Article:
5 places to feel nostalgic at the movies
Do you remember what going to the movies was like 50 years ago? You don’t have to. Western New York is home to plenty of theaters that will take you back to an earlier
North Park Theatre /
1428 Hertel Ave.
The theater, which had its premiere in 1920, has been brought back to life by owners Tom Eoannou and Michael Christiano. It is the last remaining movie house of nine in Buffalo built and once operated by Shea’s. In its newest incarnation, it shows a variety of independent and arthouse films.
Transit Drive-In /
6655 S. Transit Road
The drive-in theater might be a vanishing breed, but the four-screen Transit doesn't seem to be going anywhere. The facility has been in the Cohen family since 1957 and is today owned and managed by Rick Cohen, who delights in presenting double-features all summer long - and then some.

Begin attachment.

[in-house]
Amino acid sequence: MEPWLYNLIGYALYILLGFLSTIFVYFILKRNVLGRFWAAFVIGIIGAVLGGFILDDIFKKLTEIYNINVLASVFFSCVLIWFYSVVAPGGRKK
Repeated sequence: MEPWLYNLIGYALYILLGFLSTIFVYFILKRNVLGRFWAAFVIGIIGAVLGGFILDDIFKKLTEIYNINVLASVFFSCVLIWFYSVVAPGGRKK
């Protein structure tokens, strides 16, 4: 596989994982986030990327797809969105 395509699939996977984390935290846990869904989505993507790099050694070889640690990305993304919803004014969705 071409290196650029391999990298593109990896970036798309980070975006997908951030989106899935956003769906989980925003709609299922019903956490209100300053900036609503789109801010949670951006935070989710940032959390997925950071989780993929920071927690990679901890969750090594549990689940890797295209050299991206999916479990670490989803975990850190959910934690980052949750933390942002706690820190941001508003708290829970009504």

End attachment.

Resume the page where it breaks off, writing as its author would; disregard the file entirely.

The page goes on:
Lockport Palace /
2 East Ave.
Built in 1925, by Charles Dickenson, the theater is now owned and operated by a non-profit organization, Historic Palace Inc. It shows second-run films and hosts live events and film festivals, including the always-popular Stoogefest.
Hamburg Palace /
31 Buffalo St.
Smiling people have been walking out of the Palace, into the lobby, and onto Buffalo Street in the village since the silent film "His Secretary," accompanied by a 10-piece orchestra, opened in 1926. It is as much a part of life in Hamburg as lake-effect snow in January and long lines of traffic at the fairgrounds in August. Jay Ruof, who has owned it since 2008, plans to keep it that way.
Aurora Theatre /
673 Main St.
/ East Aurora
The Aurora Theatre opened to a sellout crowd in 1925 with a showing of "Madame Sans Gene" starring Gloria Swanson. Nearly 90 years later, the Aurora retains the charm that is synonymous with East Aurora. It seats more than 650 patrons and features live shows and movies.